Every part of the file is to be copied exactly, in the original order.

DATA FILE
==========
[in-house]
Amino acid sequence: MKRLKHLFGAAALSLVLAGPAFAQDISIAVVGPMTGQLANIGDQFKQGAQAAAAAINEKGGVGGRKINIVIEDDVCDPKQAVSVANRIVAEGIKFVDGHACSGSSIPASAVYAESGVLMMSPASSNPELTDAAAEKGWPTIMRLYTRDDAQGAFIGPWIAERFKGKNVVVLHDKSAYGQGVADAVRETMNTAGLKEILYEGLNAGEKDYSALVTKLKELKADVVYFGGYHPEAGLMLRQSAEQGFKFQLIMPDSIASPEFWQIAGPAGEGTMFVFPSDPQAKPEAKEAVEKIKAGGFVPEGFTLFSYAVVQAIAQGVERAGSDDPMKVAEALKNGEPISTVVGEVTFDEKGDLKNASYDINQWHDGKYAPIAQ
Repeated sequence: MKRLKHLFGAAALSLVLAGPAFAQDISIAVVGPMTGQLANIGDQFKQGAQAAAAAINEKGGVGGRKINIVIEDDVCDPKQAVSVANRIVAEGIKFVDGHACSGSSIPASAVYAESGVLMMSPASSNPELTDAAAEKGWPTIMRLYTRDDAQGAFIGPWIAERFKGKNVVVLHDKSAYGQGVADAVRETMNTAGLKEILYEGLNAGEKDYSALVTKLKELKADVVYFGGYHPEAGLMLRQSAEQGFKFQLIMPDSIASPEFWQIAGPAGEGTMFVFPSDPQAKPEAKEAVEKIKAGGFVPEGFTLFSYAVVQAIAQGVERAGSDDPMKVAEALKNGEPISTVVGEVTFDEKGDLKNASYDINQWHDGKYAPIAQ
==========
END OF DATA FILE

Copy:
[in-house]
Amino acid sequence: MKRLKHLFGAAALSLVLAGPAFAQDISIAVVGPMTGQLANIGDQFKQGAQAAAAAINEKGGVGGRKINIVIEDDVCDPKQAVSVANRIVAEGIKFVDGHACSGSSIPASAVYAESGVLMMSPASSNPELTDAAAEKGWPTIMRLYTRDDAQGAFIGPWIAERFKGKNVVVLHDKSAYGQGVADAVRETMNTAGLKEILYEGLNAGEKDYSALVTKLKELKADVVYFGGYHPEAGLMLRQSAEQGFKFQLIMPDSIASPEFWQIAGPAGEGTMFVFPSDPQAKPEAKEAVEKIKAGGFVPEGFTLFSYAVVQAIAQGVERAGSDDPMKVAEALKNGEPISTVVGEVTFDEKGDLKNASYDINQWHDGKYAPIAQ
Repeated sequence: MKRLKHLFGAAALSLVLAGPAFAQDISIAVVGPMTGQLANIGDQFKQGAQAAAAAINEKGGVGGRKINIVIEDDVCDPKQAVSVANRIVAEGIKFVDGHACSGSSIPASAVYAESGVLMMSPASSNPELTDAAAEKGWPTIMRLYTRDDAQGAFIGPWIAERFKGKNVVVLHDKSAYGQGVADAVRETMNTAGLKEILYEGLNAGEKDYSALVTKLKELKADVVYFGGYHPEAGLMLRQSAEQGFKFQLIMPDSIASPEFWQIAGPAGEGTMFVFPSDPQAKPEAKEAVEKIKAGGFVPEGFTLFSYAVVQAIAQGVERAGSDDPMKVAEALKNGEPISTVVGEVTFDEKGDLKNASYDINQWHDGKYAPIAQ